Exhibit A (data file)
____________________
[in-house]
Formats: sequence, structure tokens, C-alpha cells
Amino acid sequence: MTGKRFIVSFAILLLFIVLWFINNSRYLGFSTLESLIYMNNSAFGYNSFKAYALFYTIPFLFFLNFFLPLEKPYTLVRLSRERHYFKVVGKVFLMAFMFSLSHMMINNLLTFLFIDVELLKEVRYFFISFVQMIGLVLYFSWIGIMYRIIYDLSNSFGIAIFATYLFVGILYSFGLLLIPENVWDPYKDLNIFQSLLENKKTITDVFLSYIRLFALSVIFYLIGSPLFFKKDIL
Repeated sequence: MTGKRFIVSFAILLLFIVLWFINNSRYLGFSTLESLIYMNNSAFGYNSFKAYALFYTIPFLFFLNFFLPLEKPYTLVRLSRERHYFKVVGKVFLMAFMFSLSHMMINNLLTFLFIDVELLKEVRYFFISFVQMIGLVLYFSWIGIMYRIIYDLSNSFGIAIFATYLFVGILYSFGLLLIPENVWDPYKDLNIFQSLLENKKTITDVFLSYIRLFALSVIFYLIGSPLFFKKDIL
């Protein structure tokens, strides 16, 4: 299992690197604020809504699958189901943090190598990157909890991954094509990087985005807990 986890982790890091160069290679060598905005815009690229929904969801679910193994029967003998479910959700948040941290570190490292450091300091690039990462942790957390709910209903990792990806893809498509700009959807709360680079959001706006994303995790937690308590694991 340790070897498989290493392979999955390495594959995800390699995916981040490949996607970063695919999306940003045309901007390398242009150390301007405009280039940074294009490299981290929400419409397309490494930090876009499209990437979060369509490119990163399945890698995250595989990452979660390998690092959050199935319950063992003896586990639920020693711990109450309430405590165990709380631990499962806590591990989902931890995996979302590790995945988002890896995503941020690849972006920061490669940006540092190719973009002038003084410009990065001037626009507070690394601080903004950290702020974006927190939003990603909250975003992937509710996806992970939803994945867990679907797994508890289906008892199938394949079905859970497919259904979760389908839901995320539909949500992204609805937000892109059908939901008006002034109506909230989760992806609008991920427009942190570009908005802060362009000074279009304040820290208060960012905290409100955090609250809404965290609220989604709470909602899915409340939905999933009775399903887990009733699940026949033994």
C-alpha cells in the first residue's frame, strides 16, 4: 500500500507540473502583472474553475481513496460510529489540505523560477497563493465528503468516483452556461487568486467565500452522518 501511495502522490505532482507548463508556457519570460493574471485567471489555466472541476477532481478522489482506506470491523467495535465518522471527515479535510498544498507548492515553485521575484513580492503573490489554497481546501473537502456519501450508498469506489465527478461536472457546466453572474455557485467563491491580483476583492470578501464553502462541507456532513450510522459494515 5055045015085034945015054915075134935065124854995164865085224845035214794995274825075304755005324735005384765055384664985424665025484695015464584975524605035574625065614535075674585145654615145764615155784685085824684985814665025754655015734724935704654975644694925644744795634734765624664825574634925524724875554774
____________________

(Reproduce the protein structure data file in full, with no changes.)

[in-house]
Formats: sequence, structure tokens, C-alpha cells
Amino acid sequence: MTGKRFIVSFAILLLFIVLWFINNSRYLGFSTLESLIYMNNSAFGYNSFKAYALFYTIPFLFFLNFFLPLEKPYTLVRLSRERHYFKVVGKVFLMAFMFSLSHMMINNLLTFLFIDVELLKEVRYFFISFVQMIGLVLYFSWIGIMYRIIYDLSNSFGIAIFATYLFVGILYSFGLLLIPENVWDPYKDLNIFQSLLENKKTITDVFLSYIRLFALSVIFYLIGSPLFFKKDIL
Repeated sequence: MTGKRFIVSFAILLLFIVLWFINNSRYLGFSTLESLIYMNNSAFGYNSFKAYALFYTIPFLFFLNFFLPLEKPYTLVRLSRERHYFKVVGKVFLMAFMFSLSHMMINNLLTFLFIDVELLKEVRYFFISFVQMIGLVLYFSWIGIMYRIIYDLSNSFGIAIFATYLFVGILYSFGLLLIPENVWDPYKDLNIFQSLLENKKTITDVFLSYIRLFALSVIFYLIGSPLFFKKDIL
């Protein structure tokens, strides 16, 4: 299992690197604020809504699958189901943090190598990157909890991954094509990087985005807990 986890982790890091160069290679060598905005815009690229929904969801679910193994029967003998479910959700948040941290570190490292450091300091690039990462942790957390709910209903990792990806893809498509700009959807709360680079959001706006994303995790937690308590694991 340790070897498989290493392979999955390495594959995800390699995916981040490949996607970063695919999306940003045309901007390398242009150390301007405009280039940074294009490299981290929400419409397309490494930090876009499209990437979060369509490119990163399945890698995250595989990452979660390998690092959050199935319950063992003896586990639920020693711990109450309430405590165990709380631990499962806590591990989902931890995996979302590790995945988002890896995503941020690849972006920061490669940006540092190719973009002038003084410009990065001037626009507070690394601080903004950290702020974006927190939003990603909250975003992937509710996806992970939803994945867990679907797994508890289906008892199938394949079905859970497919259904979760389908839901995320539909949500992204609805937000892109059908939901008006002034109506909230989760992806609008991920427009942190570009908005802060362009000074279009304040820290208060960012905290409100955090609250809404965290609220989604709470909602899915409340939905999933009775399903887990009733699940026949033994």
C-alpha cells in the first residue's frame, strides 16, 4: 500500500507540473502583472474553475481513496460510529489540505523560477497563493465528503468516483452556461487568486467565500452522518 501511495502522490505532482507548463508556457519570460493574471485567471489555466472541476477532481478522489482506506470491523467495535465518522471527515479535510498544498507548492515553485521575484513580492503573490489554497481546501473537502456519501450508498469506489465527478461536472457546466453572474455557485467563491491580483476583492470578501464553502462541507456532513450510522459494515 5055045015085034945015054915075134935065124854995164865085224845035214794995274825075304755005324735005384765055384664985424665025484695015464584975524605035574625065614535075674585145654615145764615155784685085824684985814665025754655015734724935704654975644694925644744795634734765624664825574634925524724875554774